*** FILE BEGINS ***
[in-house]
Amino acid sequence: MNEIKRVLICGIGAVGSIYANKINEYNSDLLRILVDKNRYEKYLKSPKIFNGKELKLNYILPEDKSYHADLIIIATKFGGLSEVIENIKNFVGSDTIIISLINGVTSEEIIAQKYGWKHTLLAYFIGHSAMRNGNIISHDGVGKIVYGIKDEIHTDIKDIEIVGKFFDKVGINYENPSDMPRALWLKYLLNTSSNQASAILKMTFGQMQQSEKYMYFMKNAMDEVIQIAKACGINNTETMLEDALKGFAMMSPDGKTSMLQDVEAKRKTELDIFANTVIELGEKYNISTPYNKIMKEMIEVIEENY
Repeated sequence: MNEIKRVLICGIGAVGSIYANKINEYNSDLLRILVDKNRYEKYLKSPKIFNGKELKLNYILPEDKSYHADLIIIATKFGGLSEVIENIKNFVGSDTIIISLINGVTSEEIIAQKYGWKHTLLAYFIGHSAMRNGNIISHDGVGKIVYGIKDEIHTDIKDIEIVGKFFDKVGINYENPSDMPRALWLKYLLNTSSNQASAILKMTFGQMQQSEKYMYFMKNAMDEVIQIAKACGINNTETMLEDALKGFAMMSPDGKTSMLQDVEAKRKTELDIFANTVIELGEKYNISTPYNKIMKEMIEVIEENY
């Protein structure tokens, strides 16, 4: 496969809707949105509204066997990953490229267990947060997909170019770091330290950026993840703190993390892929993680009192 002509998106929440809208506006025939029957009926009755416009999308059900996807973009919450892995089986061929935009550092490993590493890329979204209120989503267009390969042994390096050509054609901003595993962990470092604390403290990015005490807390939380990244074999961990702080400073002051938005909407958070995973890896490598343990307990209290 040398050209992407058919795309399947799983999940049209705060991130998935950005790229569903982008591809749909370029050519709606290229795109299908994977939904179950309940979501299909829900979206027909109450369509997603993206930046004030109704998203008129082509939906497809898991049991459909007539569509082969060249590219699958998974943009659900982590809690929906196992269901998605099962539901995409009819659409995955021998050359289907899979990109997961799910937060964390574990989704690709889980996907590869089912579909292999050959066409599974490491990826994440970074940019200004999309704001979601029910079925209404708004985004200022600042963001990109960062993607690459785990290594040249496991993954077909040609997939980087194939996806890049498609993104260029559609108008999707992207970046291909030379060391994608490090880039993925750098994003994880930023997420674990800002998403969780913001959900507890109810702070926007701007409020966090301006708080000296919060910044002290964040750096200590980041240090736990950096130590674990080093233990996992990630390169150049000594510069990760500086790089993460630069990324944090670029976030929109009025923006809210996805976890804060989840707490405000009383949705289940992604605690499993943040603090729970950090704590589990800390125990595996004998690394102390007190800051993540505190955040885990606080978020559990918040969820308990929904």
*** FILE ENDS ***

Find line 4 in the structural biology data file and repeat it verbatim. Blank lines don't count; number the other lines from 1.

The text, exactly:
């Protein structure tokens, strides 16, 4: 496969809707949105509204066997990953490229267990947060997909170019770091330290950026993840703190993390892929993680009192 002509998106929440809208506006025939029957009926009755416009999308059900996807973009919450892995089986061929935009550092490993590493890329979204209120989503267009390969042994390096050509054609901003595993962990470092604390403290990015005490807390939380990244074999961990702080400073002051938005909407958070995973890896490598343990307990209290 040398050209992407058919795309399947799983999940049209705060991130998935950005790229569903982008591809749909370029050519709606290229795109299908994977939904179950309940979501299909829900979206027909109450369509997603993206930046004030109704998203008129082509939906497809898991049991459909007539569509082969060249590219699958998974943009659900982590809690929906196992269901998605099962539901995409009819659409995955021998050359289907899979990109997961799910937060964390574990989704690709889980996907590869089912579909292999050959066409599974490491990826994440970074940019200004999309704001979601029910079925209404708004985004200022600042963001990109960062993607690459785990290594040249496991993954077909040609997939980087194939996806890049498609993104260029559609108008999707992207970046291909030379060391994608490090880039993925750098994003994880930023997420674990800002998403969780913001959900507890109810702070926007701007409020966090301006708080000296919060910044002290964040750096200590980041240090736990950096130590674990080093233990996992990630390169150049000594510069990760500086790089993460630069990324944090670029976030929109009025923006809210996805976890804060989840707490405000009383949705289940992604605690499993943040603090729970950090704590589990800390125990595996004998690394102390007190800051993540505190955040885990606080978020559990918040969820308990929904």